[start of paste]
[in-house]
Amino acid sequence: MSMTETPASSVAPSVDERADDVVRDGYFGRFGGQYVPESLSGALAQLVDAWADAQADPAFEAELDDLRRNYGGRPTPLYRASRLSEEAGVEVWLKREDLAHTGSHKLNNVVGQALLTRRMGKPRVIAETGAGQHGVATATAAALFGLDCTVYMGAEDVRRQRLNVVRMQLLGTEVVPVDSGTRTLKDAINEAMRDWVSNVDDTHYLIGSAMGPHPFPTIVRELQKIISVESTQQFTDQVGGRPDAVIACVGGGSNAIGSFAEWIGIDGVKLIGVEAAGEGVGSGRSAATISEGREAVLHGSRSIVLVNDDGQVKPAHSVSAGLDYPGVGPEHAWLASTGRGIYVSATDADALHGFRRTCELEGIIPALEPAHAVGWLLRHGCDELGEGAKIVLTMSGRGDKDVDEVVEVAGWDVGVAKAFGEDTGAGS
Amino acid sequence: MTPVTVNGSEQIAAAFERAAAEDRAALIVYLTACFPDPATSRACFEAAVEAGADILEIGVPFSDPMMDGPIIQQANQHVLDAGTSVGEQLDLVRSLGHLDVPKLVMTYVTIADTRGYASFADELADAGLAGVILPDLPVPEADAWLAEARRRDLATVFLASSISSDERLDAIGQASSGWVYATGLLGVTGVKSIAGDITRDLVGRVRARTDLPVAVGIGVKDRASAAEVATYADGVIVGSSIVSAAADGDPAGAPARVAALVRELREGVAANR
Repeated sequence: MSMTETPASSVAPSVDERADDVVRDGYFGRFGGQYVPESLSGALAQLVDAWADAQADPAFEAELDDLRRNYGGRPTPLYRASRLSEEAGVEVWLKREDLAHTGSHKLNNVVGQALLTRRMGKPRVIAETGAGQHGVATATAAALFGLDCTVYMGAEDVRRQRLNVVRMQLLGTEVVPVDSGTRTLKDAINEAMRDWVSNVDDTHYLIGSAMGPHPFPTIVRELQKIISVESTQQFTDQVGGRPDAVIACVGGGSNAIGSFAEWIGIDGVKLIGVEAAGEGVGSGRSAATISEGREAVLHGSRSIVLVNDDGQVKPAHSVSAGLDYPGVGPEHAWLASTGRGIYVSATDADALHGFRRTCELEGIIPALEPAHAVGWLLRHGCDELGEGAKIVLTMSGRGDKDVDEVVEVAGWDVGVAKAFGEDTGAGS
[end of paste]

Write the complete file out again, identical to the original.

[in-house]
Amino acid sequence: MSMTETPASSVAPSVDERADDVVRDGYFGRFGGQYVPESLSGALAQLVDAWADAQADPAFEAELDDLRRNYGGRPTPLYRASRLSEEAGVEVWLKREDLAHTGSHKLNNVVGQALLTRRMGKPRVIAETGAGQHGVATATAAALFGLDCTVYMGAEDVRRQRLNVVRMQLLGTEVVPVDSGTRTLKDAINEAMRDWVSNVDDTHYLIGSAMGPHPFPTIVRELQKIISVESTQQFTDQVGGRPDAVIACVGGGSNAIGSFAEWIGIDGVKLIGVEAAGEGVGSGRSAATISEGREAVLHGSRSIVLVNDDGQVKPAHSVSAGLDYPGVGPEHAWLASTGRGIYVSATDADALHGFRRTCELEGIIPALEPAHAVGWLLRHGCDELGEGAKIVLTMSGRGDKDVDEVVEVAGWDVGVAKAFGEDTGAGS
Amino acid sequence: MTPVTVNGSEQIAAAFERAAAEDRAALIVYLTACFPDPATSRACFEAAVEAGADILEIGVPFSDPMMDGPIIQQANQHVLDAGTSVGEQLDLVRSLGHLDVPKLVMTYVTIADTRGYASFADELADAGLAGVILPDLPVPEADAWLAEARRRDLATVFLASSISSDERLDAIGQASSGWVYATGLLGVTGVKSIAGDITRDLVGRVRARTDLPVAVGIGVKDRASAAEVATYADGVIVGSSIVSAAADGDPAGAPARVAALVRELREGVAANR
Repeated sequence: MSMTETPASSVAPSVDERADDVVRDGYFGRFGGQYVPESLSGALAQLVDAWADAQADPAFEAELDDLRRNYGGRPTPLYRASRLSEEAGVEVWLKREDLAHTGSHKLNNVVGQALLTRRMGKPRVIAETGAGQHGVATATAAALFGLDCTVYMGAEDVRRQRLNVVRMQLLGTEVVPVDSGTRTLKDAINEAMRDWVSNVDDTHYLIGSAMGPHPFPTIVRELQKIISVESTQQFTDQVGGRPDAVIACVGGGSNAIGSFAEWIGIDGVKLIGVEAAGEGVGSGRSAATISEGREAVLHGSRSIVLVNDDGQVKPAHSVSAGLDYPGVGPEHAWLASTGRGIYVSATDADALHGFRRTCELEGIIPALEPAHAVGWLLRHGCDELGEGAKIVLTMSGRGDKDVDEVVEVAGWDVGVAKAFGEDTGAGS